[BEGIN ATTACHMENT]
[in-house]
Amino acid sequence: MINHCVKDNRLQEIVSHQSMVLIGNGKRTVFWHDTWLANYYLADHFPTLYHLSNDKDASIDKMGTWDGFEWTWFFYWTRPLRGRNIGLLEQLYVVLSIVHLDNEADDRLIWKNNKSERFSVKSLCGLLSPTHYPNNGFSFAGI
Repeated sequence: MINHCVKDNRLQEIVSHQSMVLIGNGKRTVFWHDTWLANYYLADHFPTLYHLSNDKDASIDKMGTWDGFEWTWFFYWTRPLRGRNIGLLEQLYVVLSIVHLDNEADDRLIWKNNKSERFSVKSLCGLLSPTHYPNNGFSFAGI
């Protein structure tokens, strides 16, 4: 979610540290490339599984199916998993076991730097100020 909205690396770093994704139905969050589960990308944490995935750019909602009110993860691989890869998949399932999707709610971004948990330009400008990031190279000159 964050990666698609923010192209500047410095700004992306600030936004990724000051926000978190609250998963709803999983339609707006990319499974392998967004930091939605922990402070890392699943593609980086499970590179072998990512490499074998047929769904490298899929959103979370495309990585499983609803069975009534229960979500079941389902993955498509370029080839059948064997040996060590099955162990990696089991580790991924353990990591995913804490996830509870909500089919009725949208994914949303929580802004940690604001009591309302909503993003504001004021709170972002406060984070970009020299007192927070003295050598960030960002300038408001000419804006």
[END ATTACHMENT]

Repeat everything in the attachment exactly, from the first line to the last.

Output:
[in-house]
Amino acid sequence: MINHCVKDNRLQEIVSHQSMVLIGNGKRTVFWHDTWLANYYLADHFPTLYHLSNDKDASIDKMGTWDGFEWTWFFYWTRPLRGRNIGLLEQLYVVLSIVHLDNEADDRLIWKNNKSERFSVKSLCGLLSPTHYPNNGFSFAGI
Repeated sequence: MINHCVKDNRLQEIVSHQSMVLIGNGKRTVFWHDTWLANYYLADHFPTLYHLSNDKDASIDKMGTWDGFEWTWFFYWTRPLRGRNIGLLEQLYVVLSIVHLDNEADDRLIWKNNKSERFSVKSLCGLLSPTHYPNNGFSFAGI
């Protein structure tokens, strides 16, 4: 979610540290490339599984199916998993076991730097100020 909205690396770093994704139905969050589960990308944490995935750019909602009110993860691989890869998949399932999707709610971004948990330009400008990031190279000159 964050990666698609923010192209500047410095700004992306600030936004990724000051926000978190609250998963709803999983339609707006990319499974392998967004930091939605922990402070890392699943593609980086499970590179072998990512490499074998047929769904490298899929959103979370495309990585499983609803069975009534229960979500079941389902993955498509370029080839059948064997040996060590099955162990990696089991580790991924353990990591995913804490996830509870909500089919009725949208994914949303929580802004940690604001009591309302909503993003504001004021709170972002406060984070970009020299007192927070003295050598960030960002300038408001000419804006």